The question was put, what is the nature of hell, and is hell permanent?
To which I responded:
My own view is that hell almost certainly does not exist in the traditional sense, and that whatever form of it does exist is more of a state of mind and is not permanent. I personally believe that we mortals are virtually incapable of having a perfect understanding and that eternal punishment is repugnant to the concept of a loving and merciful god who never gives up on us. I believe Brigham Young even taught that God's work and glory would never cease until he brings to pass the immortality and eternal life of every one of his children. Since Mormonism tends to define "eternal life" as having the privilege of being in God's presence, and because it makes no sense that God would engage in futile acts (i.e., continuing to try to save souls for which there was no real hope), I take the view that all (or virtually all) will ultimately partake of eternal life and eternal happiness. But for some, it will take much longer because they, for varying reasons, are slower to understand.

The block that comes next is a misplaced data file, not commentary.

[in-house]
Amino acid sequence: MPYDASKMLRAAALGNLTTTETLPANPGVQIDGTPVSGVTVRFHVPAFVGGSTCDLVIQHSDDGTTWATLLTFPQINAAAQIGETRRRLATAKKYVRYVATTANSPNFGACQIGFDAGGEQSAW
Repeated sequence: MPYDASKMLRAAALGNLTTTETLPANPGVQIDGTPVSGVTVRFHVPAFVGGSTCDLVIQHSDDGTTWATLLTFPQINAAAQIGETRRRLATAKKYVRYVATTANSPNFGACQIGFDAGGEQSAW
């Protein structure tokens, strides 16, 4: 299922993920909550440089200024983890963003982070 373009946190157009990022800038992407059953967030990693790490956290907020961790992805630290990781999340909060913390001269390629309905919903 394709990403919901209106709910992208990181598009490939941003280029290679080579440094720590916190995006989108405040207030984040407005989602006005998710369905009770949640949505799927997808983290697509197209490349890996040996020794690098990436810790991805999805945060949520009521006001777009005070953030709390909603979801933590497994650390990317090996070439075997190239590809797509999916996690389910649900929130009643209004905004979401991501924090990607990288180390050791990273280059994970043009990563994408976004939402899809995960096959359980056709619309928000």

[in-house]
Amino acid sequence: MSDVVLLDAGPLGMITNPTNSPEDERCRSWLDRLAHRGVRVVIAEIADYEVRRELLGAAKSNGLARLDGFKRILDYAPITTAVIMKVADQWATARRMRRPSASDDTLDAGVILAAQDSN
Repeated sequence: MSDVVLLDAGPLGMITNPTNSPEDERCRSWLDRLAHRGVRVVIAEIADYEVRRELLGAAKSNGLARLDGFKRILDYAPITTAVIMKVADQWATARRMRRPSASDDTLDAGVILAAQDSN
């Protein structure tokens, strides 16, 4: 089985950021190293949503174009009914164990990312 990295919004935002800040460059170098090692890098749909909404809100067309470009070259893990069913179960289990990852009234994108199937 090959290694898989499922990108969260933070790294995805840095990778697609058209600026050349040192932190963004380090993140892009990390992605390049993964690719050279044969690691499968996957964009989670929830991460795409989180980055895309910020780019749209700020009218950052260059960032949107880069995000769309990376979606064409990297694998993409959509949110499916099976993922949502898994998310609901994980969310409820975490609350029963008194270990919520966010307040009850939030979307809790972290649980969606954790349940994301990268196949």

There is, of course, a concern on the part of commandment hawks that people will not obey the commandments if they do not fear punishment, and the traditional doctrine of hell as a place of eternal suffering and torment is an attractive option for inspiring obedience out of fear. But I believe there is a much better approach to this issue. First is the concept of eternal progression- the more we learn in this life to live righteously and increase our wisdom, the further along we will be in the hereafter to become like God. Second is the promise that no good work will go unrewarded (according to the Doctrine & Covenants), which means that, no matter how many bad choices we have made in our lives, we will ALWAYS be better off each time we make a good choice, and we need not fear that all of our good works will be wasted just because our level of righteousness is not as high as we wish it were. Third, I take great comfort in knowing that God does not coerce us and holds us accountable only according to our level of understanding. The traditional doctrine of hell is typically used to scare people into believing or obeying religious leaders by raising the stakes and perceived risks if our gamble of disobedience fails. I do not believe God intended us to do good works out of fear of punishment; rather, he intended us to do good works based upon our enlightened sense of right and wrong. This, of course, does not excuse us from sinning against our neighbor by simply claiming ignorance. We have an affirmative duty to educate our conscience through study and honest inquiry so that it may function better.